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Moyen-Congo - Colonial Policy

Relations between the French colonizers and the African population varied according to time and place. The nineteenth century principle of cultural assimilation, often described as the making of Africans into Frenchmen, had almost no application in AEF. Instead, the atmosphere of French-African relations was set by the concessionary regime together with the accompanying programs of forced labor and the alienation of the African from his land.

By the end of teh Great War, the relationship between France and its colonies was based on the concept of association. This policy affirmed the dominant position of the French in the colonies and was the basis for the separate systems of laws and institutions for those who were French citizens and those who were colonial subjects. The Africans were allowed to preserve their own customs to the extent that they were compatible with French interests. Education was limited to primary levels, with some secondary training given after 1935 to provide functionaries for the civil service.

From 1935 to 1940 the colonial administration made increased efforts toward economic and social development. Emphasis was placed on agricultural and social progress, but the implementation of related programs was brought to a standstill by the outbreak of World War II. Some of the roots of Congolese nationalism that found increasing expression in the period following World War II can be discerned in two related African movements that originated during the interwar period. Kimbanguism, a religious movement with strong anticolonial and nationalist sentiments began among the Kongo of the Belgian Congo in 1921 and spread across the river to the Kongo peoples of the French colony. The colonial administration's attempts to prohibit Kimbanguism failed to destroy its influence, and it continued as a semisecret society.

The most important African movement of the pre-World War II period was the social association founded in 1927 by Andre Matsoua, a former catechist of the Roman Catholic Mission. The movement, called the Association of Natives of French Equatorial Africa (Amicale des Originaires de l'Afrique Equatoriale Francaise), began in Paris as a type of mutual aid society for French Equatorial Africans who were living in metropolitan France. Stressing education, cooperation, and the elevation of Africans to equal status with French citizens, the Amicale movement spread to the federation where it gained wide attention among the Kongo, and their Sundi and Lali subgroups. In the Brazzaville area the movement took on strong political overtones that brought about repressive measures by the French authorities, and eventually Matsoua and other leaders were arrested and placed on trial. The decision of the administration on April 3, 1930, to exile Matsoua to Chad incited a series of riots, particularly among the Lali, and workers in Brazzaville went on strike.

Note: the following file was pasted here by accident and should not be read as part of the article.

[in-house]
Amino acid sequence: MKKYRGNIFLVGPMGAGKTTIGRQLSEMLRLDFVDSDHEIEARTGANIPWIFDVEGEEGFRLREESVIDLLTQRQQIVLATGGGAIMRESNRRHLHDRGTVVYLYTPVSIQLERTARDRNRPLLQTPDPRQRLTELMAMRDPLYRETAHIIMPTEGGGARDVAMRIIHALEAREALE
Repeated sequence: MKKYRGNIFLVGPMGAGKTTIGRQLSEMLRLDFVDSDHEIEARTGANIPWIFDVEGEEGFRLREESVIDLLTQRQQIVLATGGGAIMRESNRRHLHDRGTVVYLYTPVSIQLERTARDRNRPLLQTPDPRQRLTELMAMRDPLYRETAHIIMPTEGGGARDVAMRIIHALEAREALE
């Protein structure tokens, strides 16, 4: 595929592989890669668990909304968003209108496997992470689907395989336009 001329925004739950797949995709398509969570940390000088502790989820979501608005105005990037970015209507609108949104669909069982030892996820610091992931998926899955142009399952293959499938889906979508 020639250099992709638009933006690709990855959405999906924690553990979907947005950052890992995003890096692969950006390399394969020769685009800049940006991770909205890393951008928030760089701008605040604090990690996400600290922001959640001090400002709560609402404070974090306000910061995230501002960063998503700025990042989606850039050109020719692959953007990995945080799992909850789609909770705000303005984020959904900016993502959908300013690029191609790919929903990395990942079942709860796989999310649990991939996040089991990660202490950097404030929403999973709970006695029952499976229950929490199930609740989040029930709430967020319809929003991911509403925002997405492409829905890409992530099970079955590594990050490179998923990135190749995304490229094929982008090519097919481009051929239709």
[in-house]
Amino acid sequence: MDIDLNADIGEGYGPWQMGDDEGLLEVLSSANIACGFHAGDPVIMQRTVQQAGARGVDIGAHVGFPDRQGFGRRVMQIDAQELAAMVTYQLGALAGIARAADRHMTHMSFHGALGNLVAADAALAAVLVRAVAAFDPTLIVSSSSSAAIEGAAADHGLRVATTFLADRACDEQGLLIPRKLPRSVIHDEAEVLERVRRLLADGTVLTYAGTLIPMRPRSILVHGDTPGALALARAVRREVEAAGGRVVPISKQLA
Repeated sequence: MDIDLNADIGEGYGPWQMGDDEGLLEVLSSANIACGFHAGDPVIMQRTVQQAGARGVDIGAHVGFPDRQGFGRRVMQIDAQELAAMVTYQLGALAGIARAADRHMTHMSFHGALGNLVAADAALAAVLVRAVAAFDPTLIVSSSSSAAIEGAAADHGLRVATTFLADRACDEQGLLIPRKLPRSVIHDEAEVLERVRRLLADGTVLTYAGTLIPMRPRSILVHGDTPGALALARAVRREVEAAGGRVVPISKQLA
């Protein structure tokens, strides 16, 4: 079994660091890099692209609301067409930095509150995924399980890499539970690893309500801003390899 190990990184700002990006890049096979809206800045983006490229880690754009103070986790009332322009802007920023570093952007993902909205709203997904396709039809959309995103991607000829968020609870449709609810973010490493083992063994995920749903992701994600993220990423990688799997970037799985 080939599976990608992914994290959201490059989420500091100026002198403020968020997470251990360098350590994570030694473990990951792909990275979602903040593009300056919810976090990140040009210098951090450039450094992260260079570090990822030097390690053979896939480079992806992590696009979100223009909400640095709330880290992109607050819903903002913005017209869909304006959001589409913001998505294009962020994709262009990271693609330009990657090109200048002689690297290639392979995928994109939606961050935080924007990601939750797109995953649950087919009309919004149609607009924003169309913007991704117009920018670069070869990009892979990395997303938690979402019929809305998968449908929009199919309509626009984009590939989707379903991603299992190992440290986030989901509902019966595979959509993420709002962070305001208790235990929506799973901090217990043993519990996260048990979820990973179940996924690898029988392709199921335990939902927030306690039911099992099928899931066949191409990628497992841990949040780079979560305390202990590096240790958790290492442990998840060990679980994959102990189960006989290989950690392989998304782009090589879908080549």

The deportation of Matsoua and the resulting alienation of the Lali peoples from the administrative authorities had an important effect on later political developments. Several Amicale leaders were executed in 1940, and Matsoua died in prison in 1942. Rather than destroying the movement, the exiling and death of Matsoua made him the center of a religious mysticism. Large numbers of the Lali came to believe that Matsoua was in Paris negotiating with General Charles de Gaulle and would return as a savior to liberate them from French rule.

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